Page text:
Emma Donoghue's new novel Akin has moving passages but it felt more like a tour around Nice as opposed to an engaging story writes Orlagh Doherty.

At the age of seventy-nine, Noah believes his remaining years are mapped out for him. Retired, widowed and childless, his life is one of habit. However, all of this changes after a phone call from a social worker, informing Noah that he is to become a legal guardian to his great nephew. The young boy's mother is in prison and the father is dead. In some trepidation, Noah meets and takes troubled eleven-year-old Michael into his care.

Only days away from his big trip to the south of France, the retired professor's cosy Manhattan routine is thereby thrown into chaos as he has to bring this troubled child on vacation with him.

The trip to Nice is difficult for the two as Noah’s lack of experience and Michael's misbehaving throws them into some unusual situations. Culture shock and bickering, as well as Noah’s hopes of uncovering his families wartime secrets makes this a trip neither of them will quickly forget.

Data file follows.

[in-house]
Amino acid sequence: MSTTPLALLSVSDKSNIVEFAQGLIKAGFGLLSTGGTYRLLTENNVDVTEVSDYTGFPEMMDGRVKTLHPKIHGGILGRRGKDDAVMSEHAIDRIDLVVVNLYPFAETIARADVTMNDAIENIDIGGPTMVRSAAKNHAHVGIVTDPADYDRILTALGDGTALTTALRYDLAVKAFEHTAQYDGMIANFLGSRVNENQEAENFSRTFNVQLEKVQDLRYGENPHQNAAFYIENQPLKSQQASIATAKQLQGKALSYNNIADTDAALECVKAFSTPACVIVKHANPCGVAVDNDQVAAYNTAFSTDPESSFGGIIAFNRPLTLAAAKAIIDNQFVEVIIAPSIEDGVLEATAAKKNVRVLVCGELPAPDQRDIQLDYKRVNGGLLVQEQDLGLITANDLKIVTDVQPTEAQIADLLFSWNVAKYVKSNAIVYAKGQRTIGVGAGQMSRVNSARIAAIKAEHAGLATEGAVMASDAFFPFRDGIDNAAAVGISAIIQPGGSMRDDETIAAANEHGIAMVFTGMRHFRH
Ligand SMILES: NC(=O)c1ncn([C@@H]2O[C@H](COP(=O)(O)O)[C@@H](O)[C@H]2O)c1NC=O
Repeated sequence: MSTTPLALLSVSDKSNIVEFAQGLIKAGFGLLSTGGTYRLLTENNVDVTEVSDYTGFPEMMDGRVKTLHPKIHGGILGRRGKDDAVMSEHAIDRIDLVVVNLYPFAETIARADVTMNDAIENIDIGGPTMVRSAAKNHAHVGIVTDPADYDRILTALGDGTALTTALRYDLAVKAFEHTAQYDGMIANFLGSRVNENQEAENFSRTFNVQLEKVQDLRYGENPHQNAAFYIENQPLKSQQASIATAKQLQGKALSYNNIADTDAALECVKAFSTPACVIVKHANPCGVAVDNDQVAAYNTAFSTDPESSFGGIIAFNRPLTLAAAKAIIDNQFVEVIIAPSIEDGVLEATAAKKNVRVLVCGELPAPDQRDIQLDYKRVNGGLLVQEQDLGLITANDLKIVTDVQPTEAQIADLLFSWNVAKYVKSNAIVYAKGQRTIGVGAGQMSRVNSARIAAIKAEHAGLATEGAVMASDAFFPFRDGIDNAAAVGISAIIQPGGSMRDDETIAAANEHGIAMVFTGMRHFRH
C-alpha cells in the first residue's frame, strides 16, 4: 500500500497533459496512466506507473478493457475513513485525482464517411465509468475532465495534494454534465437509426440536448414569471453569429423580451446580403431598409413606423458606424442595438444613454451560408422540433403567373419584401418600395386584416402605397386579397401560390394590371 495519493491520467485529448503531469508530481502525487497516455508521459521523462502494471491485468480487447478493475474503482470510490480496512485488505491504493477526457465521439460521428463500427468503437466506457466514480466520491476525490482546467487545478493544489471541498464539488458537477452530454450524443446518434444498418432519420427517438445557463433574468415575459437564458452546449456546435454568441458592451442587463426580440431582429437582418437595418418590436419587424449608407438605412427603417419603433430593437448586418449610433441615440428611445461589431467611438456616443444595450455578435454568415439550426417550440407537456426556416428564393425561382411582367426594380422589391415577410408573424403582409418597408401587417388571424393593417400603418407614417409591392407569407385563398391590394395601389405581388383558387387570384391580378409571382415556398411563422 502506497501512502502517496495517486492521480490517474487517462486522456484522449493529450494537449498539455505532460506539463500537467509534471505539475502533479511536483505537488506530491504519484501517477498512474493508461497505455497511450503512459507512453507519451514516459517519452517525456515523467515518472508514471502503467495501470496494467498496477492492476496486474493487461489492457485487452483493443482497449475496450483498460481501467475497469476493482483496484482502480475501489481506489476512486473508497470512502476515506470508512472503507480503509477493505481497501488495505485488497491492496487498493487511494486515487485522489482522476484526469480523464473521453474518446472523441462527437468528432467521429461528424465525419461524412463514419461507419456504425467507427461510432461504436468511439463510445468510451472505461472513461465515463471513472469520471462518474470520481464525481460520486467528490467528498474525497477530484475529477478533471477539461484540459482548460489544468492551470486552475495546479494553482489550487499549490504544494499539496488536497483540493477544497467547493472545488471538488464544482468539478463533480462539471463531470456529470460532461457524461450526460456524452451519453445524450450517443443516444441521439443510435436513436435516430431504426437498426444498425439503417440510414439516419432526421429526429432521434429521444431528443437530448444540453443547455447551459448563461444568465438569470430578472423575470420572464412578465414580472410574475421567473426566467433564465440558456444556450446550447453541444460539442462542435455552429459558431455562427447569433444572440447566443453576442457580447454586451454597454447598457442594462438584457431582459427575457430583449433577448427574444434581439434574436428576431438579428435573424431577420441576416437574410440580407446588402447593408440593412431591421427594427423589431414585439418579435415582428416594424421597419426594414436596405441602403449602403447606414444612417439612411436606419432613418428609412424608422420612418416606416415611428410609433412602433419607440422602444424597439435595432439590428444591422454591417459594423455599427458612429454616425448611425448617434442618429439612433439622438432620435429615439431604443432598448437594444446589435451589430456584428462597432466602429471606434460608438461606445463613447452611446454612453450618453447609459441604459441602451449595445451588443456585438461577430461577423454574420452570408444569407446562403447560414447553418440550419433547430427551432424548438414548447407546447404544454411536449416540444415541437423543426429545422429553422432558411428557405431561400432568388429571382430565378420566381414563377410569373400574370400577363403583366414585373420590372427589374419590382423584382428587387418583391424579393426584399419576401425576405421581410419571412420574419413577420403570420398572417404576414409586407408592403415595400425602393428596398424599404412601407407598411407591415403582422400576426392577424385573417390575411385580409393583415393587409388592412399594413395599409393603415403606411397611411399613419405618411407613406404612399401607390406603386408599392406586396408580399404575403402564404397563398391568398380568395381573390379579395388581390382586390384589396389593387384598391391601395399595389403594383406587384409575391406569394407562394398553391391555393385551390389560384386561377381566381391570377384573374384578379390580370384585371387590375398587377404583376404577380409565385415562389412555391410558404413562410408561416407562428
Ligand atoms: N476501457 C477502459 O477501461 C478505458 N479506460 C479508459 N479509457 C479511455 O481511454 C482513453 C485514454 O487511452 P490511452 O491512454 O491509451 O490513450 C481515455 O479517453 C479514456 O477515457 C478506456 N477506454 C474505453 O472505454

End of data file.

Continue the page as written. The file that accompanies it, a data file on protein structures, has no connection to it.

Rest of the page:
I found this novel difficult to sink my teeth into. The avid description of the tourist attractions they attended, the listing of the many meals they ate each day and the repetitive fights - I don’t care if Michael does or doesn’t get Coke each day - was grating. These sequences did not bring the characters to life nor did they help carry the plot-line.

The portrayal of the generational gap was well-handled, but I found certain aspects unrealistic - that Michael would be able to get such a sense of the meaning behind a photo, just by glancing at it, is not convincing. He reads more like a young teenager as opposed to an eleven-year-old.

I found myself starting to skim the pages and zoning out, the jumps from theme to theme without any resolution contributed to my lack of interest in the plot-line, as did the lack of revelations.

All in all, it was a bittersweet story that at some parts was moving. However if felt more like a tour around Nice as opposed to an engaging story.